John Merrow’s take on Vergara

John Merrow’s take is that the Vergara decision was correct, in that the seniority rules, in and of themselves, are indefensible. I recommend reading what he has to say here.

 

A few paragraphs:

Teacher union foes like Whitney Tilson and RiShawn Biddle could hardly restrain themselves, while union leaders Weingarten, van Roekel and New York City’s United Federation of Teachers President Michael Mulgrew complained that the decision diverted attention from social unfairness[5] and then attacked the man behind the lawsuit. Here’s part of Mulgrew’s statement: “What shocks the conscience is the way the judge misread the evidence and the law, and sided with a Silicon Valley millionaire who never taught a day in his life.”[6]

Judge Treu stayed the decision pending appeal and urged the legislature to fix the problems, but how likely is it that the California legislature will act to make earning tenure a more reasonable process, perhaps after three or even four years of teaching, instead of two?

That’s probably not going to happen because the CTA still wields great power. But if California needs a model, New York City’s approach to granting tenure seems to work well, as Chalkbeat explains here.

“Last hired, first fired”–using seniority as the sole factor in layoffs–is as indefensible as 2-year tenure, but it is alsocounter-productive because it alienates young teachers, some of whom are showing their displeasure by declining to support their national and state unions. That’s happened in Modesto, California and Wicomico, Maryland, where local chapters want to disaffiliate with their state association and the NEA itself. In neither case has it been pretty.

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2 CommentsLeave a comment

  1. When I was young I did not like the fact that experienced teachers were given preference in many areas including assignments. I complained but not much happened. Now I have been Math Department leader for some time and I have given teaching assignments to young teachers that only experienced teachers use to get. Guess what happened? You guessed it, the experienced teachers want to get rid of me and my union! Damned if you do and damned if you don’t. The answer seems to be the same as with school choice. I tell administrators the idea of choice is to use it when you do not like what you are getting. Just like a car, if car x has limited space and you need more then do not buy car x and look for a better car for you. If your child does not like school x then transfer to school y. Wasn’t that the idea? Unfortunately, the parents approach is different. They try to change school x to fit their child. They are still living in the old paradigm. So, young teachers in district x do not like CTA then drop out and see how that works or start another union, but the union cannot be in the business of trying to meet the requests of each group. The union could try to be more flexible, but be careful of unintended consequences. We have in-district transfer language in our contract and at the time of the original agreement many years ago, seniority was listed first to show it should have top priority and then a host of other qualifications were listed in order of importance. Over time and many contracts later, our administration believes the order was irrelevant and had no special purpose. So today, we have transfer decisions based on “the good old boys and girls system”. Teachers who never question anything like having 45 students in a science lab class; they get the best transfer assignments and this is what is being discussed in the news today. The “bad teachers” are transferred to the lowest performing schools where almost no one wants to teach and the “good teachers ” are transferred to the top performing schools. These are usually teachers with about 5 years or less classroom experience and have not had time to get a negative identity by questioning anything. The point being in case I am not being clear is you NEED to clearly state your priority list and make it clear that number one has the highest priority and you look at number two only if all candidates are equal on number one or else the administration will pick and choose what fits their agenda and therein, the agreement to have a list is a wasted exercise. Just my opinion after 43 years of REAL classroom experience in several states.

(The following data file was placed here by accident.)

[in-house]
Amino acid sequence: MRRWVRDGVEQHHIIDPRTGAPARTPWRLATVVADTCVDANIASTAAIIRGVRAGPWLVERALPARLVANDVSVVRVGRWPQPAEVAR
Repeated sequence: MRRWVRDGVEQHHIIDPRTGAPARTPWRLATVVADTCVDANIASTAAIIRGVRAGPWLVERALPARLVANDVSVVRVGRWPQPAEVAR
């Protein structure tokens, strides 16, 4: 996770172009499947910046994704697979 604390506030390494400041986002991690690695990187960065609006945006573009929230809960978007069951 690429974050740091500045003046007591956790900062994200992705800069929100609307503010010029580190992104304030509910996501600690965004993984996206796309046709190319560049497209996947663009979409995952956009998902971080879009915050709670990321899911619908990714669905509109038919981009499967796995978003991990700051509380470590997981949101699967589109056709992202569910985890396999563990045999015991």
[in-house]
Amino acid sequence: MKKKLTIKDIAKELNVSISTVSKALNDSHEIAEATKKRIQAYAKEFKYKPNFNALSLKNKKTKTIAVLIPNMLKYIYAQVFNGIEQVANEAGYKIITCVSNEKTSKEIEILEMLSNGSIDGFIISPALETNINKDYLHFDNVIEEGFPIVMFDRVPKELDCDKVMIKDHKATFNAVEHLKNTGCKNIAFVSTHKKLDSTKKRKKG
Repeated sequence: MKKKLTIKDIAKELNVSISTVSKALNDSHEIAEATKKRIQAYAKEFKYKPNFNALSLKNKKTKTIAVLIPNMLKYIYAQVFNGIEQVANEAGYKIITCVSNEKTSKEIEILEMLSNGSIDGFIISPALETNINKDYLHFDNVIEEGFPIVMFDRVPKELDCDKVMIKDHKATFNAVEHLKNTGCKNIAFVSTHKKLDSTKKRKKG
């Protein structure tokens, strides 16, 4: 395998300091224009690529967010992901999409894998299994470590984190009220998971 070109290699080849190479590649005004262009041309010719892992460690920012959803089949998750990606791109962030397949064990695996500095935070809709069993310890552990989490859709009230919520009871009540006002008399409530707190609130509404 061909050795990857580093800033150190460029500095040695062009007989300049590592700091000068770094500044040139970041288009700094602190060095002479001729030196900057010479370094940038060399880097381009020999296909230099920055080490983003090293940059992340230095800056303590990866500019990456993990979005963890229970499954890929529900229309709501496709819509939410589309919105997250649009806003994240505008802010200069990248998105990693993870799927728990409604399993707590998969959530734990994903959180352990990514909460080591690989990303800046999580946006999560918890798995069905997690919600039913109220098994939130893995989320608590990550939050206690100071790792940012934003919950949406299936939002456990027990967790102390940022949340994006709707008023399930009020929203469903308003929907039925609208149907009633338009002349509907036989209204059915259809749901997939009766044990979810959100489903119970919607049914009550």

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  2. Here is a teacher’s view of tenure; not all teachers support it. http://teaching-abc.blogspot.com/2014/07/is-tenure-good-thing.html

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